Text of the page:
On March 17th L.E.K. Consulting welcomed Jerry Won, former consultant and current CEO and founder of Just Like Media, an Asian-American storytelling company, to facilitate a conversation in response to the broad uptick in violence against Asian Americans. While this event was organized in advance, it became extremely timely as it took place the day after the violent attack in Atlanta, Georgia that left eight people dead, including six Asian women.

“I planned this event because I wanted Mosaic@L.E.K. [affinity group for racial and ethnic minorities] to create a safe space for L.E.K.ers affected by the violence. I wanted Mosaic to take the lead in initiating this difficult but important conversation,” says Victoria Li, the national co-chair for Mosaic.  More than 100 L.E.K.ers joined the webinar to take part in the conversation.

“The event with Jerry came at a much-needed time for the AAPI (Asian American and Pacific Islanders) community at L.E.K. and its allies. For a lot of people, myself included, fear was the immediate reaction in the aftermath of the news stories. Having the event on that afternoon with Jerry forced some of the emotion to come to the surface and started the longer, but necessary, process of internalizing its implications,” reflected Jen Wu, a principal in the Chicago office.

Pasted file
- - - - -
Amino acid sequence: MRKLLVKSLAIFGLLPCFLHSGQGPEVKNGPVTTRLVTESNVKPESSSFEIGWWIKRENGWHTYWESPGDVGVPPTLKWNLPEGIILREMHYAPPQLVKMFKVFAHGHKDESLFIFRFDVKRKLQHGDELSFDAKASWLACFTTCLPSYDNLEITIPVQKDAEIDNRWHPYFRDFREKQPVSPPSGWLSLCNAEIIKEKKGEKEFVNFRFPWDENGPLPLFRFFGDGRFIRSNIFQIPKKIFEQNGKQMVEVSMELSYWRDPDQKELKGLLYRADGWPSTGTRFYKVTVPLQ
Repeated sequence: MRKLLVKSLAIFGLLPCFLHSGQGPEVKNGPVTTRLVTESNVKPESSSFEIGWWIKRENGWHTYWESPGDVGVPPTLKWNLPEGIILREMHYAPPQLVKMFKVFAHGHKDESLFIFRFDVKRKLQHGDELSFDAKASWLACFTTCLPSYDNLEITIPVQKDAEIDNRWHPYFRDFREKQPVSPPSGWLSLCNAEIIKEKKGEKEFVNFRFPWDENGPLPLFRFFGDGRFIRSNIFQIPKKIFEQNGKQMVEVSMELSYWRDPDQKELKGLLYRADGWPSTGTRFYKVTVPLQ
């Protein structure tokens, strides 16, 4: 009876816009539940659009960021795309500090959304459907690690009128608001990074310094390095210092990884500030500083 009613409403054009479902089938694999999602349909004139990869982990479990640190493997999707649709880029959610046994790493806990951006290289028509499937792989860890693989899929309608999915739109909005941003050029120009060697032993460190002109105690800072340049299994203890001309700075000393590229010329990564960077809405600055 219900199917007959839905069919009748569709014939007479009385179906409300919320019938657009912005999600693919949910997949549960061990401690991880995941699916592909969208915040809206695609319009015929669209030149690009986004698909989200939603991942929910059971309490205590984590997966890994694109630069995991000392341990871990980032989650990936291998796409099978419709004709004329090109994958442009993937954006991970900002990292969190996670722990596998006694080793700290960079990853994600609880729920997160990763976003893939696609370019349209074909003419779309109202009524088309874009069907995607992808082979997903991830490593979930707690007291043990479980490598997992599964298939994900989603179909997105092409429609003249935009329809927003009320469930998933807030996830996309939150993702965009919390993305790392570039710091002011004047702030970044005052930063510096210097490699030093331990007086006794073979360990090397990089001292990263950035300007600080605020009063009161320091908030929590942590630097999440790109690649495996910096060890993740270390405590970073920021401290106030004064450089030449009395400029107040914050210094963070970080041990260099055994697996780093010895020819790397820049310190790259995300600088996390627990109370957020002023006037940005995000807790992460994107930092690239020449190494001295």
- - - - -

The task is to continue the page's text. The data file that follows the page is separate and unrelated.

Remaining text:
Jerry began the session by creating a space for attendees to openly express themselves and their frustration around the murders that took place the day prior. In particular, he recognized AAPI colleagues for their courage for showing up to work after such violence had taken place. Attendees voiced agreement of wanting a space that recognized the violence that had just occurred, which L.E.K. has acknowledged through public and internal messaging. Jerry brought up that one of the challenges of being AAPI in the workplace is not being able to be yourself. Particularly on such a challenging day, AAPI L.E.K.ers might want to take space to grieve, but may not feel free to do so at work. Jerry said, “That’s why it’s so important to have authentic conversations, to have spaces where you can be yourself”. One way to make space for authenticity in the workplace is to elevate the voices and honor the experiences of diverse colleagues. Because the virtual event was held as a Zoom meeting where attendees and Jerry could see each other, attendees were able to chime in with questions to spur honest discussions.

While this conversation was a difficult one in light of the increased violence towards communities that L.E.K.ers identify with, it was necessary to provide the safe space for colleagues. “This event also reminded me of the importance of having these types of open dialogues about challenging issues. I can’t thank Victoria enough for organizing the event, and also sincerely appreciate the firm’s leadership and our Mosaic team for continuing to invest in diversity and inclusion events like this,” says Jen Wu.